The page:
Tennessee’s top agricultural leaders on Tuesday announced a 10-year strategic plan to increase agriculture and forestry in the state by building production capacity and incentivizing the private sector.
The plan, which has been a year in the making, was developed following a challenge by Governor Bill Haslam a year ago to make Tennessee the No. 1 state in the Southeast in the growth and development of agriculture and forestry.
“Every farm is a small business, and we need to remember that,” Agriculture Commissioner Julius Johnson said. “We enjoy the aesthetics of our farms and often forget that there is a business ongoing here that has to turn a profit every year to continue to exist as a farm.”
The plan highlights 27 action steps which focus on building production capacity and incentivizing the private sector through four major recommendations:
· Advance agriculture, natural resources and rural infrastructure as Tennessee business priorities.
· Ensure a positive and predictable regulatory and policy environment for Tennessee agriculture and natural resources.
· Expand marketing opportunities for Tennessee producers and encourage new production systems and agribusinesses.
· Increase the scope and depth of a skilled and educated workforce through career, technical and higher education.
Tennessee Farm Bureau president Lacy Upchurch, UT Institute of Agriculture Chancellor Larry Arrington and Johnson presented the plan to the governor at the Tennessee Farm Bureau Federation’s annual meeting held this week in Franklin, Tn.
The three leaders guided the development of the plan with the help of a steering committee of 28 Tennessee farmers, business leaders and commodity representatives.
“The governor will be proud of what we’ve done in agriculture,” Ms. Upchurch said. “Working together, we can make agriculture stronger and rural communities and farms more successful, resulting in complete economic development in Tennessee.”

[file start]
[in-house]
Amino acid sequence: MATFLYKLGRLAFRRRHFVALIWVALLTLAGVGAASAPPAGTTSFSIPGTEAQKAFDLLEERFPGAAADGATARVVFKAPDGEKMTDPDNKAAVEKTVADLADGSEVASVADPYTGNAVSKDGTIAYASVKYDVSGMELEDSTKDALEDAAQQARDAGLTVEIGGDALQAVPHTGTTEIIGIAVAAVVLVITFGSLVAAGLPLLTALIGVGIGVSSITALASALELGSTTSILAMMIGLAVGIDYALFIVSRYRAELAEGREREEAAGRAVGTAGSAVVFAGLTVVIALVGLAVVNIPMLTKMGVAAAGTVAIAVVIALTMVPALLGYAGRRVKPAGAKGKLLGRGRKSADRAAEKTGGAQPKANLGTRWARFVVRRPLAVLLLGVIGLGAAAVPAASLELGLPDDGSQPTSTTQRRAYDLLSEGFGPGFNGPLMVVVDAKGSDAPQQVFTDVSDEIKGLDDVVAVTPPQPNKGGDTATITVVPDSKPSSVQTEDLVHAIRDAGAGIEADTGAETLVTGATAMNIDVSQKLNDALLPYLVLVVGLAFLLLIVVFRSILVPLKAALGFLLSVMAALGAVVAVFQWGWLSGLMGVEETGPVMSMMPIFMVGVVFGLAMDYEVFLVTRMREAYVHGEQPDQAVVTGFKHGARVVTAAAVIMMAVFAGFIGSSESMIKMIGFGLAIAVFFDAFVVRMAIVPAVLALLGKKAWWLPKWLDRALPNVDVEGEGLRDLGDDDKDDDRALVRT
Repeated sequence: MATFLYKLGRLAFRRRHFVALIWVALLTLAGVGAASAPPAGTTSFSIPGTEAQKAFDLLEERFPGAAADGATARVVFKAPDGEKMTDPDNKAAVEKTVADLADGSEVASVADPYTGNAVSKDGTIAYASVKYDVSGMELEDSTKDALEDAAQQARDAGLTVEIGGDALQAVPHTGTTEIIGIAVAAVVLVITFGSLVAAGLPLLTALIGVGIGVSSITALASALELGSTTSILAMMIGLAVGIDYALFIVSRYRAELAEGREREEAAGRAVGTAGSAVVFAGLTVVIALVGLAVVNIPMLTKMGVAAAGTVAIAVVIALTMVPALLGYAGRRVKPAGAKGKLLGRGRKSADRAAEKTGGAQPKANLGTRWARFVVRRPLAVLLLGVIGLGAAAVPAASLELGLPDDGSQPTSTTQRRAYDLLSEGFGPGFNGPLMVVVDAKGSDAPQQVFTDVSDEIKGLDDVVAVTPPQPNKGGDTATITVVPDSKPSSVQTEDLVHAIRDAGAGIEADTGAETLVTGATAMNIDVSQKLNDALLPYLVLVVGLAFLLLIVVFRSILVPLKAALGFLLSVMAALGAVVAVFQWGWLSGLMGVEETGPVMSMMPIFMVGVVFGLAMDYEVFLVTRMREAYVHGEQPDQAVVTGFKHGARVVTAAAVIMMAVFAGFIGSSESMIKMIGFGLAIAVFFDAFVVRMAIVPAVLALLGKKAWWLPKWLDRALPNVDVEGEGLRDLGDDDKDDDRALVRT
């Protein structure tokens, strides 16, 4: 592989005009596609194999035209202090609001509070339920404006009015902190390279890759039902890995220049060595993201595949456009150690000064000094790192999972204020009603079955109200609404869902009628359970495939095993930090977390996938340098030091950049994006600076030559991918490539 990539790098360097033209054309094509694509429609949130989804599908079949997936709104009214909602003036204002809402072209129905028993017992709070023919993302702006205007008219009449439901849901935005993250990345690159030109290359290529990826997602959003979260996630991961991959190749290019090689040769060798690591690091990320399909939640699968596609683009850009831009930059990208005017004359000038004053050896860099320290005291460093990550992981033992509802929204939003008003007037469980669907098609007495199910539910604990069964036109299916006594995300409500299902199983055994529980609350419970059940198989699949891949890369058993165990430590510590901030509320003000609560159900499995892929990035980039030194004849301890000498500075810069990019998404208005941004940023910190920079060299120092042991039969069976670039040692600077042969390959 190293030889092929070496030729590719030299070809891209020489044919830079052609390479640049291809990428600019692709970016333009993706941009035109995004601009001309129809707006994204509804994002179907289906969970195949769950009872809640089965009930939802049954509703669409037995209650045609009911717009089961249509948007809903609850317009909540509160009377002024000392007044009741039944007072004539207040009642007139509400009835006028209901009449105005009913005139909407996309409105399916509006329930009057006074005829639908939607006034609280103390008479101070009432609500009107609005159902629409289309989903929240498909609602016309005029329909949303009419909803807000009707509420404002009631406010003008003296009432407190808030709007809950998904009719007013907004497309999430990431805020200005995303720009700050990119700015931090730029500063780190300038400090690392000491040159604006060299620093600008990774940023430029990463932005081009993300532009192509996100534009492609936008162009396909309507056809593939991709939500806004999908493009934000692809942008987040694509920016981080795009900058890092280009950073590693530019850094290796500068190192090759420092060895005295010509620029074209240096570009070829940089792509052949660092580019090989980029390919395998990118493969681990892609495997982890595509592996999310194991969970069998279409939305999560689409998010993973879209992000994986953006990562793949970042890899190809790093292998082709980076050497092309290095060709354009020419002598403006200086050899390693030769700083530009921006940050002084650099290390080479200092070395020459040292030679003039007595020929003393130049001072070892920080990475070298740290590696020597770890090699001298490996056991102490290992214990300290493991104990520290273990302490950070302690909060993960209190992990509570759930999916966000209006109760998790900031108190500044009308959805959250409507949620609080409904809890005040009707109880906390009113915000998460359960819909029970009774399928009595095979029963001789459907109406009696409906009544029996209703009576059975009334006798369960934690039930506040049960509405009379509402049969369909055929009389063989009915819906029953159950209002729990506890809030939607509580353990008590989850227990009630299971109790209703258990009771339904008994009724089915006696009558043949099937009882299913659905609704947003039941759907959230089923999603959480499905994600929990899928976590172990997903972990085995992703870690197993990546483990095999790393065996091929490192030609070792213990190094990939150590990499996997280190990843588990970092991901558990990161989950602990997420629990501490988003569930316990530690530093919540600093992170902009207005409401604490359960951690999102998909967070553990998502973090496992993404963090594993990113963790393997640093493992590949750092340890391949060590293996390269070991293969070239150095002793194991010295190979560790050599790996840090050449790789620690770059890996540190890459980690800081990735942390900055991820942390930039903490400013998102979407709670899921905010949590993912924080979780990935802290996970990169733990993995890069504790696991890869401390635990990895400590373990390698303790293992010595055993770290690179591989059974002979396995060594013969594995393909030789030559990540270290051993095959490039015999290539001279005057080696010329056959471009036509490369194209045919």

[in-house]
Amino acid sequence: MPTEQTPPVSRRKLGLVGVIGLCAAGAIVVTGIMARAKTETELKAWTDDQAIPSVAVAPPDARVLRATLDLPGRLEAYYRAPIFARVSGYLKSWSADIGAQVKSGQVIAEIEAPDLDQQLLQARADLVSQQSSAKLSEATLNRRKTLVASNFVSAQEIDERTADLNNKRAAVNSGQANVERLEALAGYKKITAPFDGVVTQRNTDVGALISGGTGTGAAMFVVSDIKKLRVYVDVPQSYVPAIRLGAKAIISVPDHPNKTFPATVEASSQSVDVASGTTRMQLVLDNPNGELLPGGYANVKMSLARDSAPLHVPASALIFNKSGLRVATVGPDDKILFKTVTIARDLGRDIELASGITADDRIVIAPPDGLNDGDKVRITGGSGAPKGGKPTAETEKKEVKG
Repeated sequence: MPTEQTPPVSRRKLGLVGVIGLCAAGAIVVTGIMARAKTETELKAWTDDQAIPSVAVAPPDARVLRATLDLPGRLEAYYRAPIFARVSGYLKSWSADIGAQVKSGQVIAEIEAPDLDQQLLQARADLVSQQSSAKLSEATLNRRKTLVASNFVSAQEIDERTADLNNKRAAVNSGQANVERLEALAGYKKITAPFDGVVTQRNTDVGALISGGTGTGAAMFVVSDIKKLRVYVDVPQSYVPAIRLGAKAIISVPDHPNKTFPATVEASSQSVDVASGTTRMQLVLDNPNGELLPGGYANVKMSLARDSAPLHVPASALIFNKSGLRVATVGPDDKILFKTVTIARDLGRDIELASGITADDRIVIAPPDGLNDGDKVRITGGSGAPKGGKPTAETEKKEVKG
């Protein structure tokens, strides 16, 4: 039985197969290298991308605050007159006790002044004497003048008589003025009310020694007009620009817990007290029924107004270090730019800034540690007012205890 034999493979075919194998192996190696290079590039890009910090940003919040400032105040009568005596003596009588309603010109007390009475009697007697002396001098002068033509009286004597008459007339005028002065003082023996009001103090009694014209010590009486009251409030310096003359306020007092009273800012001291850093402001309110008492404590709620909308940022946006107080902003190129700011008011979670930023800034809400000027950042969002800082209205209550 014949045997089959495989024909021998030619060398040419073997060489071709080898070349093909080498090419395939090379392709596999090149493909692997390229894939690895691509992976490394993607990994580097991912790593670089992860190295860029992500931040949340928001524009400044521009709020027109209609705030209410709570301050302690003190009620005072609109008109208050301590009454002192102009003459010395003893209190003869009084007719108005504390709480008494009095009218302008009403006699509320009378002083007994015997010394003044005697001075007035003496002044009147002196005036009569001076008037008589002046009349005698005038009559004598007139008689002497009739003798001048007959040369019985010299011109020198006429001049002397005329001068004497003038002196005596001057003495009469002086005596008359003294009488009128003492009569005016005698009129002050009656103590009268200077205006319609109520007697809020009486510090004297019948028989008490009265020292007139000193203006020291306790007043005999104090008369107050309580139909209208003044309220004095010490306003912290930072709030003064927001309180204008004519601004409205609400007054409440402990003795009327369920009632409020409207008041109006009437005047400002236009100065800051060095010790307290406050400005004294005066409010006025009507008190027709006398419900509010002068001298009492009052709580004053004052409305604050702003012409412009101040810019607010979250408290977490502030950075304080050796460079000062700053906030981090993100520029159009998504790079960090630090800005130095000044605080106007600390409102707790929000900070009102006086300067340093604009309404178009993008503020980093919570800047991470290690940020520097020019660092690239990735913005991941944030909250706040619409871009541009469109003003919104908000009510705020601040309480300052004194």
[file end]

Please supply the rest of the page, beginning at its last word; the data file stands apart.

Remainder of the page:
Governor Haslam last year asked the group to help develop a 10-year plan that was “practical, affordable and actionable.” State agriculture leaders say the plan focuses less on public funding and more on how to incentivize private sector investment, innovation and entrepreneurship.
“Agriculture and forestry is a $66 billion industry and accounts for 10 percent of state employment,” Mr. Arrington said. “We’re stepping out and making a statement about the importance of agriculture, natural resources and rural Tennessee to the future of this state.”
The plan also endorses Governor Haslam’s “Drive to 55” initiative, which calls for more than half the state’s population to earn a post secondary degree or certificate by 2025. Industry leaders say having a more educated population will help our rural economies as jobs in agriculture become more skill-based and high-tech.
To view the complete plan, visit the Tennessee Department of Agriculture’s website at www.tn.gov/agriculture/ruralchallenge.